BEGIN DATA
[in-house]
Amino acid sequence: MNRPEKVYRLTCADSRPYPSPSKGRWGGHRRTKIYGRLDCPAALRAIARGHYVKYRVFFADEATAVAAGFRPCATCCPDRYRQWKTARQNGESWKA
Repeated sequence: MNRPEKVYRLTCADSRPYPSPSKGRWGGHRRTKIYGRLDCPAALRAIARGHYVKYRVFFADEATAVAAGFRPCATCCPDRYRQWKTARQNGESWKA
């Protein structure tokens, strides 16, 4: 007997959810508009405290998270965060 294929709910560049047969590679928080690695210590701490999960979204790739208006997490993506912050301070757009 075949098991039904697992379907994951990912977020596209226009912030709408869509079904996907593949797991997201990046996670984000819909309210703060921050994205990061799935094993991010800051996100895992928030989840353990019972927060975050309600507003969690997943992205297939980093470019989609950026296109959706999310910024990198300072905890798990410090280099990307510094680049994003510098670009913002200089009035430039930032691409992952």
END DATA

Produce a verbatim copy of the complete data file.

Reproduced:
[in-house]
Amino acid sequence: MNRPEKVYRLTCADSRPYPSPSKGRWGGHRRTKIYGRLDCPAALRAIARGHYVKYRVFFADEATAVAAGFRPCATCCPDRYRQWKTARQNGESWKA
Repeated sequence: MNRPEKVYRLTCADSRPYPSPSKGRWGGHRRTKIYGRLDCPAALRAIARGHYVKYRVFFADEATAVAAGFRPCATCCPDRYRQWKTARQNGESWKA
């Protein structure tokens, strides 16, 4: 007997959810508009405290998270965060 294929709910560049047969590679928080690695210590701490999960979204790739208006997490993506912050301070757009 075949098991039904697992379907994951990912977020596209226009912030709408869509079904996907593949797991997201990046996670984000819909309210703060921050994205990061799935094993991010800051996100895992928030989840353990019972927060975050309600507003969690997943992205297939980093470019989609950026296109959706999310910024990198300072905890798990410090280099990307510094680049994003510098670009913002200089009035430039930032691409992952």